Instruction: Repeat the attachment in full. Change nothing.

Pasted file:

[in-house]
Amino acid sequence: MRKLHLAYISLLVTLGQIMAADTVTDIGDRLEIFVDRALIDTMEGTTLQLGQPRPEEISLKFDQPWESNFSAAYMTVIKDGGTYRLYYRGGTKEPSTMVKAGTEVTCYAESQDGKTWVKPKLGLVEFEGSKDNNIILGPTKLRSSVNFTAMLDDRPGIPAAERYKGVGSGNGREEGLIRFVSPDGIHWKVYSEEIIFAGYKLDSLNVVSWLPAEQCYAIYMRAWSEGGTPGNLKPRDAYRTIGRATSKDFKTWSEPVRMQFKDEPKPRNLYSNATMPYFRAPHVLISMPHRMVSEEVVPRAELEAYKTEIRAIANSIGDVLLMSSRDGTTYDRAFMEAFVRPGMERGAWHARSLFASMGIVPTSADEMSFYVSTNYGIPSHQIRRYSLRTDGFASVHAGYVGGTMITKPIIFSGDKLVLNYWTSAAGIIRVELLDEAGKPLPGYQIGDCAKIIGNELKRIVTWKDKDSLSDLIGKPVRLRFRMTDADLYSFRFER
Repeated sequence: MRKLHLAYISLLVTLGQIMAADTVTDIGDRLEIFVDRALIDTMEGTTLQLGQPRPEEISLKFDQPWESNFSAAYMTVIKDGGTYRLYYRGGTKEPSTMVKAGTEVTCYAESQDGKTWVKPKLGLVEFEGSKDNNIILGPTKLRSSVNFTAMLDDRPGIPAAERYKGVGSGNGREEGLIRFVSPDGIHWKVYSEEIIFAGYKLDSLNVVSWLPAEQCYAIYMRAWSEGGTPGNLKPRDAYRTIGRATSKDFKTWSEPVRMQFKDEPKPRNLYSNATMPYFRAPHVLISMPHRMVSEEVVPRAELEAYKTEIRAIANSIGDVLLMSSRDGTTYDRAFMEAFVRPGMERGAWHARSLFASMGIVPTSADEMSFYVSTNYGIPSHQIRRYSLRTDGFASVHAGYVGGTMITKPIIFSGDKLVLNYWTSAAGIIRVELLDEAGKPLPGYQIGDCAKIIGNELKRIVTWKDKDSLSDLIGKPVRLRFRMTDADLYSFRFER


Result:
[in-house]
Amino acid sequence: MRKLHLAYISLLVTLGQIMAADTVTDIGDRLEIFVDRALIDTMEGTTLQLGQPRPEEISLKFDQPWESNFSAAYMTVIKDGGTYRLYYRGGTKEPSTMVKAGTEVTCYAESQDGKTWVKPKLGLVEFEGSKDNNIILGPTKLRSSVNFTAMLDDRPGIPAAERYKGVGSGNGREEGLIRFVSPDGIHWKVYSEEIIFAGYKLDSLNVVSWLPAEQCYAIYMRAWSEGGTPGNLKPRDAYRTIGRATSKDFKTWSEPVRMQFKDEPKPRNLYSNATMPYFRAPHVLISMPHRMVSEEVVPRAELEAYKTEIRAIANSIGDVLLMSSRDGTTYDRAFMEAFVRPGMERGAWHARSLFASMGIVPTSADEMSFYVSTNYGIPSHQIRRYSLRTDGFASVHAGYVGGTMITKPIIFSGDKLVLNYWTSAAGIIRVELLDEAGKPLPGYQIGDCAKIIGNELKRIVTWKDKDSLSDLIGKPVRLRFRMTDADLYSFRFER
Repeated sequence: MRKLHLAYISLLVTLGQIMAADTVTDIGDRLEIFVDRALIDTMEGTTLQLGQPRPEEISLKFDQPWESNFSAAYMTVIKDGGTYRLYYRGGTKEPSTMVKAGTEVTCYAESQDGKTWVKPKLGLVEFEGSKDNNIILGPTKLRSSVNFTAMLDDRPGIPAAERYKGVGSGNGREEGLIRFVSPDGIHWKVYSEEIIFAGYKLDSLNVVSWLPAEQCYAIYMRAWSEGGTPGNLKPRDAYRTIGRATSKDFKTWSEPVRMQFKDEPKPRNLYSNATMPYFRAPHVLISMPHRMVSEEVVPRAELEAYKTEIRAIANSIGDVLLMSSRDGTTYDRAFMEAFVRPGMERGAWHARSLFASMGIVPTSADEMSFYVSTNYGIPSHQIRRYSLRTDGFASVHAGYVGGTMITKPIIFSGDKLVLNYWTSAAGIIRVELLDEAGKPLPGYQIGDCAKIIGNELKRIVTWKDKDSLSDLIGKPVRLRFRMTDADLYSFRFER